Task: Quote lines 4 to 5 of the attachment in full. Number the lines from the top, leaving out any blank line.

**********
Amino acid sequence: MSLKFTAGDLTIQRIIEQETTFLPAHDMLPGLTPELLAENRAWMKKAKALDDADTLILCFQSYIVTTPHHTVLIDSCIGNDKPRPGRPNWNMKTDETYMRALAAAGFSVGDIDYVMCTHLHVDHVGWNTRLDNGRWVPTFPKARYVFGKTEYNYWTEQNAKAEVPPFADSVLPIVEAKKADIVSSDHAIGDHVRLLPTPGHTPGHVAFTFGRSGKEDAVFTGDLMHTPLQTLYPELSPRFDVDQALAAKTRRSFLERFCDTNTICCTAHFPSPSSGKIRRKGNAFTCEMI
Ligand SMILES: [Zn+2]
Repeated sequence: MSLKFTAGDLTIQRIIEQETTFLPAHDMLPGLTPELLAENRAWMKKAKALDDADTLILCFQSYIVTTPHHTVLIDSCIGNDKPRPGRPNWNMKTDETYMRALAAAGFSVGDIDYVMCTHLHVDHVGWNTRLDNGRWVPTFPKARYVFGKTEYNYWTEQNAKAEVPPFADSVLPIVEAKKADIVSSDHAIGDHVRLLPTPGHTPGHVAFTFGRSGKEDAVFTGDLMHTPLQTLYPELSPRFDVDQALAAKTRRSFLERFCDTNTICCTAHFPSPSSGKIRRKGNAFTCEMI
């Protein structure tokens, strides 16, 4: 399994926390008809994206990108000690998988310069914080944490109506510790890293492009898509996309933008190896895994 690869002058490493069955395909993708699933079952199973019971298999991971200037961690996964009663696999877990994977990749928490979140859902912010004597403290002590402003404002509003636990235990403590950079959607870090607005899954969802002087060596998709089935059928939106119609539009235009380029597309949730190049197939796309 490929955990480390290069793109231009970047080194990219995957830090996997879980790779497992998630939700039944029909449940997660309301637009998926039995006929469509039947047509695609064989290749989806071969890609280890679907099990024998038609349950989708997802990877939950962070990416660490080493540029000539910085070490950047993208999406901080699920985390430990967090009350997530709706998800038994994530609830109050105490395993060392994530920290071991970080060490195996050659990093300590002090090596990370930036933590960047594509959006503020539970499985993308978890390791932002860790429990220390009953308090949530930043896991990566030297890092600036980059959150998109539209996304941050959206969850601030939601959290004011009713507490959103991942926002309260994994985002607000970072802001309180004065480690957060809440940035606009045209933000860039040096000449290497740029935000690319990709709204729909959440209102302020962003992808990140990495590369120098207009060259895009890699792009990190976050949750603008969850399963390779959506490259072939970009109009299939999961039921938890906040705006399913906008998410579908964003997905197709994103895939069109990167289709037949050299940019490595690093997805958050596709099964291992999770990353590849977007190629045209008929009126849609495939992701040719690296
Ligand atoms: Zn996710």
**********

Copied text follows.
């Protein structure tokens, strides 16, 4: 399994926390008809994206990108000690998988310069914080944490109506510790890293492009898509996309933008190896895994 690869002058490493069955395909993708699933079952199973019971298999991971200037961690996964009663696999877990994977990749928490979140859902912010004597403290002590402003404002509003636990235990403590950079959607870090607005899954969802002087060596998709089935059928939106119609539009235009380029597309949730190049197939796309 490929955990480390290069793109231009970047080194990219995957830090996997879980790779497992998630939700039944029909449940997660309301637009998926039995006929469509039947047509695609064989290749989806071969890609280890679907099990024998038609349950989708997802990877939950962070990416660490080493540029000539910085070490950047993208999406901080699920985390430990967090009350997530709706998800038994994530609830109050105490395993060392994530920290071991970080060490195996050659990093300590002090090596990370930036933590960047594509959006503020539970499985993308978890390791932002860790429990220390009953308090949530930043896991990566030297890092600036980059959150998109539209996304941050959206969850601030939601959290004011009713507490959103991942926002309260994994985002607000970072802001309180004065480690957060809440940035606009045209933000860039040096000449290497740029935000690319990709709204729909959440209102302020962003992808990140990495590369120098207009060259895009890699792009990190976050949750603008969850399963390779959506490259072939970009109009299939999961039921938890906040705006399913906008998410579908964003997905197709994103895939069109990167289709037949050299940019490595690093997805958050596709099964291992999770990353590849977007190629045209008929009126849609495939992701040719690296
Ligand atoms: Zn996710």